Most herbs are tough and more resistant to disease than other garden plants. They aren’t particularly fussy about the soil they grow in but will certainly do best in fast-draining soil with organic matter dug into it. Unless you grow your herbs indoors in pots, you will find that they do best during the spring and summer months.
It is a well-known fact that most herbs need at least six hours of direct sunlight every day if they are to thrive. But not all herbs need bright sunlight, and not all herbs need direct sunlight to grow. Some do well in semi-shaded areas, and there are others that love the shade.
How much sunlight do herbs need to grow?
This is one of those questions that is akin to how long is a piece of string! The amount of sunlight that herbs need to grow varies depending on the specific herb.
Also, it’s important to realize that too much direct sunlight can also be harmful to some herbs. It causes them to wilt, dry out, or even burn.
Jill MacKenzie and Shirley Mah Kooyman from the University of Minnesota Extension point out that while most herbs require at least six hours of full sun daily, many prefer to get sun all day. Also, when sunlight is stronger, the oils that create taste and smell become more intense.
When growing herbs indoors, they say it’s vital to ensure they get the best light available. In winter, they will need about 12 hours of artificial fluorescent lighting for good growth.
Holly Shimizu, executive director of the U.S. Botanic Garden in Washington, D.C., is an expert on herb gardens. She tackles the topic of creating a herb garden in the shade, highlighting the fact that it’s important to factor in the intensity of the summer sun.
The best way to do this is to provide shade and keep them well-watered.
She says that while there are regional differences, most herbs will grow in the sun in the north. But in southern areas, they generally need protection from intense sunlight.
She also says that it’s important to understand the terminology we use to describe the different levels of sunlight. Here are some suggestions based on definitions from horticulturists.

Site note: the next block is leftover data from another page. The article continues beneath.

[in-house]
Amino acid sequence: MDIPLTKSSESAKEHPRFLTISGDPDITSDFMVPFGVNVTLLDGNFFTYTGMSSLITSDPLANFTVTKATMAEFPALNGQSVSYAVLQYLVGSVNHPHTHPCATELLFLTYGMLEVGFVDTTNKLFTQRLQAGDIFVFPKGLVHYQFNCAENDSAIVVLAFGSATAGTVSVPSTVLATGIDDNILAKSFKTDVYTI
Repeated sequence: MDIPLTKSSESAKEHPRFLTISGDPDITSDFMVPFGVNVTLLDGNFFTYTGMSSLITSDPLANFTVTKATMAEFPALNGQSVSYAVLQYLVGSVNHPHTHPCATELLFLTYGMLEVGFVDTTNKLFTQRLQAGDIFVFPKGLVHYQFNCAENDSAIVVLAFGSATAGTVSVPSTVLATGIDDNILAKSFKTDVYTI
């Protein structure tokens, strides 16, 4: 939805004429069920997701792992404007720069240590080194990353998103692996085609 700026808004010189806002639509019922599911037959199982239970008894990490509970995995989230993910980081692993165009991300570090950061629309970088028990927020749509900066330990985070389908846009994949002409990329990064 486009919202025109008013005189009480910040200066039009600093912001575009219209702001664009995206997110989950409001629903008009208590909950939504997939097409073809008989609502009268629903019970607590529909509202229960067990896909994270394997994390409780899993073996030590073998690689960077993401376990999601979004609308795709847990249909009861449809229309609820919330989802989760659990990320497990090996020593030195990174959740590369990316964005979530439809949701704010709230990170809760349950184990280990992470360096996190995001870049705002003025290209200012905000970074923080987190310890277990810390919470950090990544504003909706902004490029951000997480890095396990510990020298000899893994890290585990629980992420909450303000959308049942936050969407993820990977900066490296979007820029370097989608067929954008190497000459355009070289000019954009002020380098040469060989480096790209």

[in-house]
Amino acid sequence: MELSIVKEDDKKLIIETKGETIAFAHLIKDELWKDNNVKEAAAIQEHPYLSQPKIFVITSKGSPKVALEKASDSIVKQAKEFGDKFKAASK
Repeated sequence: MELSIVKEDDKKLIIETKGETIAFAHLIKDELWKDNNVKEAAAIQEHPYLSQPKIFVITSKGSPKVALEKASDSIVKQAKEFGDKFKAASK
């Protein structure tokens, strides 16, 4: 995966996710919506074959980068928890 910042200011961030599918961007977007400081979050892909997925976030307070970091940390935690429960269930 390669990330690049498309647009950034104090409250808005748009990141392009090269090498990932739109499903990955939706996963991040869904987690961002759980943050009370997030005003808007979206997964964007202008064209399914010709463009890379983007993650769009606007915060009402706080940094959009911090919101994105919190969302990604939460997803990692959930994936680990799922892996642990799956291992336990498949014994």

How to assess the intensity and duration of the shade
Partial shade or light shade means that an area gets at least six hours of direct sunlight a day. But at least four of these should be in the morning when the sun isn’t too intense.
Dappled or filtered shade means that some sunlight is blocked out by structures or large trees. Full or dense shade means there is no direct sunlight at all.
She says that very few plants will thrive in dense shade without reflected sunlight. So, when we talk about shade-loving herbs, these are plants that will grow well in dappled shade, not full shade.
What herbs can you grow with little sunlight?
Some of our most popular herbs can be grown with very little sunlight – some with less than others. Examples include mint, parsley, cilantro, chives, lemon balm, and thyme, all of which do well in partial shade.
Mint is a culinary herb that grows well in semi-shade and even better in shady areas. If not controlled, it can take over a garden bed very quickly, so is also a good option to grow in a container on a shady patio or even indoors.
Lemon balm grows in similar light conditions to mint, from partial to dappled shade. Parsley also grows well in partial shade, particularly in the shade of larger plants, as does cilantro (coriander) and Mitsuba, Japanese wild parsley.